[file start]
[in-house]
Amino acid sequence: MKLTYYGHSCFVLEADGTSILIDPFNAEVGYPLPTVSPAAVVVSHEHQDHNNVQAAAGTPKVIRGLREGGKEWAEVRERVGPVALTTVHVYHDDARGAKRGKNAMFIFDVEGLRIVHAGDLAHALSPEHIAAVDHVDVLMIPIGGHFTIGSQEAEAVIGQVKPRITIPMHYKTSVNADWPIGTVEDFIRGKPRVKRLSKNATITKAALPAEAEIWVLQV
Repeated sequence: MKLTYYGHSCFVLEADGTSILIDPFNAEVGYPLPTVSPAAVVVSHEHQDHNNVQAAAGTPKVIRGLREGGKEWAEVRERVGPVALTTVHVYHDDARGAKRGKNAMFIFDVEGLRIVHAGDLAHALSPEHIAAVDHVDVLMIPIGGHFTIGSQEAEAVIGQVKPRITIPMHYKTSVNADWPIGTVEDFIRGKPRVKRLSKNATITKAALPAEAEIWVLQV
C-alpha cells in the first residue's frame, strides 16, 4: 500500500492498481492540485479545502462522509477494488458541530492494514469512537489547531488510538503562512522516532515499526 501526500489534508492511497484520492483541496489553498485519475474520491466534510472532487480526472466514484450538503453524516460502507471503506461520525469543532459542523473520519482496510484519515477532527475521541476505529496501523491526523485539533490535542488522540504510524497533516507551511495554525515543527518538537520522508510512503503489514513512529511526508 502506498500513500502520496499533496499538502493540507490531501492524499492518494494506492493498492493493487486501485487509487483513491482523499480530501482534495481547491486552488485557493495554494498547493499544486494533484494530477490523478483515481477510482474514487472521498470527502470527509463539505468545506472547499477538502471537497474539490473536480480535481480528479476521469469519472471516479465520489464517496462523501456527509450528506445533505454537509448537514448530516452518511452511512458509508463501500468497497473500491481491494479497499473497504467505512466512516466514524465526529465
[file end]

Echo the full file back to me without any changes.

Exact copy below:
[in-house]
Amino acid sequence: MKLTYYGHSCFVLEADGTSILIDPFNAEVGYPLPTVSPAAVVVSHEHQDHNNVQAAAGTPKVIRGLREGGKEWAEVRERVGPVALTTVHVYHDDARGAKRGKNAMFIFDVEGLRIVHAGDLAHALSPEHIAAVDHVDVLMIPIGGHFTIGSQEAEAVIGQVKPRITIPMHYKTSVNADWPIGTVEDFIRGKPRVKRLSKNATITKAALPAEAEIWVLQV
Repeated sequence: MKLTYYGHSCFVLEADGTSILIDPFNAEVGYPLPTVSPAAVVVSHEHQDHNNVQAAAGTPKVIRGLREGGKEWAEVRERVGPVALTTVHVYHDDARGAKRGKNAMFIFDVEGLRIVHAGDLAHALSPEHIAAVDHVDVLMIPIGGHFTIGSQEAEAVIGQVKPRITIPMHYKTSVNADWPIGTVEDFIRGKPRVKRLSKNATITKAALPAEAEIWVLQV
C-alpha cells in the first residue's frame, strides 16, 4: 500500500492498481492540485479545502462522509477494488458541530492494514469512537489547531488510538503562512522516532515499526 501526500489534508492511497484520492483541496489553498485519475474520491466534510472532487480526472466514484450538503453524516460502507471503506461520525469543532459542523473520519482496510484519515477532527475521541476505529496501523491526523485539533490535542488522540504510524497533516507551511495554525515543527518538537520522508510512503503489514513512529511526508 502506498500513500502520496499533496499538502493540507490531501492524499492518494494506492493498492493493487486501485487509487483513491482523499480530501482534495481547491486552488485557493495554494498547493499544486494533484494530477490523478483515481477510482474514487472521498470527502470527509463539505468545506472547499477538502471537497474539490473536480480535481480528479476521469469519472471516479465520489464517496462523501456527509450528506445533505454537509448537514448530516452518511452511512458509508463501500468497497473500491481491494479497499473497504467505512466512516466514524465526529465